Shannen Rossmiller is a former judge and pioneer of cyber counter-terrorism. Her work has led to the capture of several Al-Qaeda operatives. Regarded an expert on spotting the signs of Islamist radicalization, she contributed to a 2008 Pentagon study — a study which, according to her, was not only ignored due to political correctness, but could have prevented the Fort Hood massacre. On December 15, Ms. Rossmiller addressed the Middle East Forum via conference call.
Ms. Rossmiller began her talk by emphasizing the need to understand the process of radicalization in individuals such as Major Hasan, which went "unnoticed" by the Army. She asserts that the individual initially internalizes certain views on his/her own (e.g., belief in violent jihad or an apparent perception of "double standards" in Western foreign policy) and then seeks the company of like-minded people. Radicalization has been further exacerbated by jihadist websites that provide such individuals with a way forward.
According to Ms. Rossmiller, the doctrine of "political correctness" hindered the American army from taking action against Major Hasan, even though the signs of his radicalization were apparent as far back as Spring 2008, when questions were raised about Hasan's mental health. One official expressed concern that Hasan would leak information to Islamic terrorists if deployed to Iraq or Afghanistan; another feared that Hasan would kill his fellow servicemen while on duty. Even the FBI was aware of Hasan's open expression of jihadist sentiments, and many reports were compiled on his behavior. Nonetheless, his supervising officials made no attempt to launch an official inquiry out of fear that such actions would be regarded as "religious discrimination."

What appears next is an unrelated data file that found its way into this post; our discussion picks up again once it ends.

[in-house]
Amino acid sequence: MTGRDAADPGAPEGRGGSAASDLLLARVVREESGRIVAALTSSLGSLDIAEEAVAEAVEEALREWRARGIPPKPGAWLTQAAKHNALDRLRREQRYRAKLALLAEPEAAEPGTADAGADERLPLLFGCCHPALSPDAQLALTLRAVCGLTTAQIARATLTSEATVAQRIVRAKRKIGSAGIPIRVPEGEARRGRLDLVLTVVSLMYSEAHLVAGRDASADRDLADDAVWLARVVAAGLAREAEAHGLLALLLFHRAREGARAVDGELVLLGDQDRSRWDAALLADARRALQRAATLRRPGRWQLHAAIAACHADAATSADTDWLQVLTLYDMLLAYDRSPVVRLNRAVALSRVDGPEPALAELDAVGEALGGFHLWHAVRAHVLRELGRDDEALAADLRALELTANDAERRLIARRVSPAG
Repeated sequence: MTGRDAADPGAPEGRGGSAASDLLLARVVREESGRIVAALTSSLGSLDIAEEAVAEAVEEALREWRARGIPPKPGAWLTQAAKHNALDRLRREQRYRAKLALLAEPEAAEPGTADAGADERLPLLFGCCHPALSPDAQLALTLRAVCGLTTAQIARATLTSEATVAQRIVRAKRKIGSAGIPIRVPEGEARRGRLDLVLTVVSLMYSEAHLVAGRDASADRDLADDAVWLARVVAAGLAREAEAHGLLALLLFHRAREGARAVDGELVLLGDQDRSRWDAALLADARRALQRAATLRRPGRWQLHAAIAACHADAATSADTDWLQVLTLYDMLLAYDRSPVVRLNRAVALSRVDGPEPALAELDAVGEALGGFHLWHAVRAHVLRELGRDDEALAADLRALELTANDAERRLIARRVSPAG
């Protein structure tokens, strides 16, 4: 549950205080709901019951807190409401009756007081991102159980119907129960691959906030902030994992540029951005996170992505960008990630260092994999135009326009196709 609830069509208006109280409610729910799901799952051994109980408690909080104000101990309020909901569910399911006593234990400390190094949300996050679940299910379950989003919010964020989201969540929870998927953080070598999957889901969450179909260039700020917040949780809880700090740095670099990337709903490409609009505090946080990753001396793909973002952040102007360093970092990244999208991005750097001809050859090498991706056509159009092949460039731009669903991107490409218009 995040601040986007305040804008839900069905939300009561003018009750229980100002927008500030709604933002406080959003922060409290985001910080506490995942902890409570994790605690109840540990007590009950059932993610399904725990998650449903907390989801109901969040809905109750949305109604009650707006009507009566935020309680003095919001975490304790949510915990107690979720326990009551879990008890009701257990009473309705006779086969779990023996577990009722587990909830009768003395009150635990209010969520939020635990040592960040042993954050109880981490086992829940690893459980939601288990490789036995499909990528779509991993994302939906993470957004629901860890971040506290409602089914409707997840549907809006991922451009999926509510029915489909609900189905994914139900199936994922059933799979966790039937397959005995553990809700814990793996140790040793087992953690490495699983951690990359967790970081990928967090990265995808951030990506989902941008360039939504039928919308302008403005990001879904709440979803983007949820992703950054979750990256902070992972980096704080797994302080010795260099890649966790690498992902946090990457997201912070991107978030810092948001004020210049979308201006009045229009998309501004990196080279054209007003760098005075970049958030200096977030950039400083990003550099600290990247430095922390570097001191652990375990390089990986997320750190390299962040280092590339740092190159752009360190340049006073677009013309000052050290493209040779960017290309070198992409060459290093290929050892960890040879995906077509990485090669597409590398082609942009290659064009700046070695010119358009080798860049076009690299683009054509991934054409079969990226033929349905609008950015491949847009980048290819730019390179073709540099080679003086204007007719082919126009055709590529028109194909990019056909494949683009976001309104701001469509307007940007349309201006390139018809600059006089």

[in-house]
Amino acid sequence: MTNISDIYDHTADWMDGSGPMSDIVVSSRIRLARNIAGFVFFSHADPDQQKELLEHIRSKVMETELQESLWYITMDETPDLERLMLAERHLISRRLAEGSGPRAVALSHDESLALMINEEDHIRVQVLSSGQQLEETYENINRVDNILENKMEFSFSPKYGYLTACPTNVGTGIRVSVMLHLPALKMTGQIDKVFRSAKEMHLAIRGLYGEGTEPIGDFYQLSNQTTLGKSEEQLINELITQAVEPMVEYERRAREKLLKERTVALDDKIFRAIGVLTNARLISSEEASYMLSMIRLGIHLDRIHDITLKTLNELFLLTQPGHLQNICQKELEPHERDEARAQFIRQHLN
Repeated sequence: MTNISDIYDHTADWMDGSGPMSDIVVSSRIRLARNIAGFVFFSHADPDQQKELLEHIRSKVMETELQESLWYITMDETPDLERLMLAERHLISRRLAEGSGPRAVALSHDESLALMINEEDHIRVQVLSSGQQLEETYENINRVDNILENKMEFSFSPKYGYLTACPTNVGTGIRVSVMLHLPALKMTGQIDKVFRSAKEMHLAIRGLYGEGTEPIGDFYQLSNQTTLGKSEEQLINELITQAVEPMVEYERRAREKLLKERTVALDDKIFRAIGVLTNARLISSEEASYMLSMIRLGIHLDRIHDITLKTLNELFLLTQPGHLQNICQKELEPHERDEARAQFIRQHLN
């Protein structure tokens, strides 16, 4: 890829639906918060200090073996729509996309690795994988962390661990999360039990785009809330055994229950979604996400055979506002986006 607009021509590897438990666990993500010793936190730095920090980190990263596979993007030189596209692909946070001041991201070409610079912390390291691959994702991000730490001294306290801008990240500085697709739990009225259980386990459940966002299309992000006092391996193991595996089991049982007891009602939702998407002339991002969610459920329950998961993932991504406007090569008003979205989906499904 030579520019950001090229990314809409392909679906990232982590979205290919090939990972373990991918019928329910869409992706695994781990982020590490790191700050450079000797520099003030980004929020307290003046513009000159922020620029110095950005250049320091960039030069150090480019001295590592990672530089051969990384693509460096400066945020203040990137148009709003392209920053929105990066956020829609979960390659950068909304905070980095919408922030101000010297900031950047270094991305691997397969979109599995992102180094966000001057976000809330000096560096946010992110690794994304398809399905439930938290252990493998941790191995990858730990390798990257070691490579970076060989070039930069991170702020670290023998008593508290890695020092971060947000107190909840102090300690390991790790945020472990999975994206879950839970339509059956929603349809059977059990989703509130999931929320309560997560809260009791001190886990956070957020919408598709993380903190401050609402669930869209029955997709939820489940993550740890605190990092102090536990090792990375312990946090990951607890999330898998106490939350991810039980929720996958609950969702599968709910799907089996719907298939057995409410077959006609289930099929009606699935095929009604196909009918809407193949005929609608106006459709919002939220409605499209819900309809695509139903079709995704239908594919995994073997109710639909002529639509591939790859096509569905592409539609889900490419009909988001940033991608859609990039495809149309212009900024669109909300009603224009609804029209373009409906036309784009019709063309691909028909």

Ms. Rossmiller states that the attack at Fort Hood was not a random killing spree undertaken by a mentally deranged individual; rather, it was a pre-meditated attack by an Islamist that could easily have been prevented. She concluded by stating that the American public has to make a choice between political correctness and common sense.
Asked if the Obama administration was more effected by political correctness than the Bush administration, Ms. Rossmiller replied in the affirmative, adding that the primary difference is that George Bush had a clearer vision of the threat that radical Islam represented, whereas Obama is not "confronting reality."
In response to a question regarding what ordinary people can do about the problem of political correctness, Ms. Rossmiller pointed out that grassroots movements, similar to the "tea-party" movement, would probably be effective.
Summary written by Aymenn Jawad Al-Tamimi.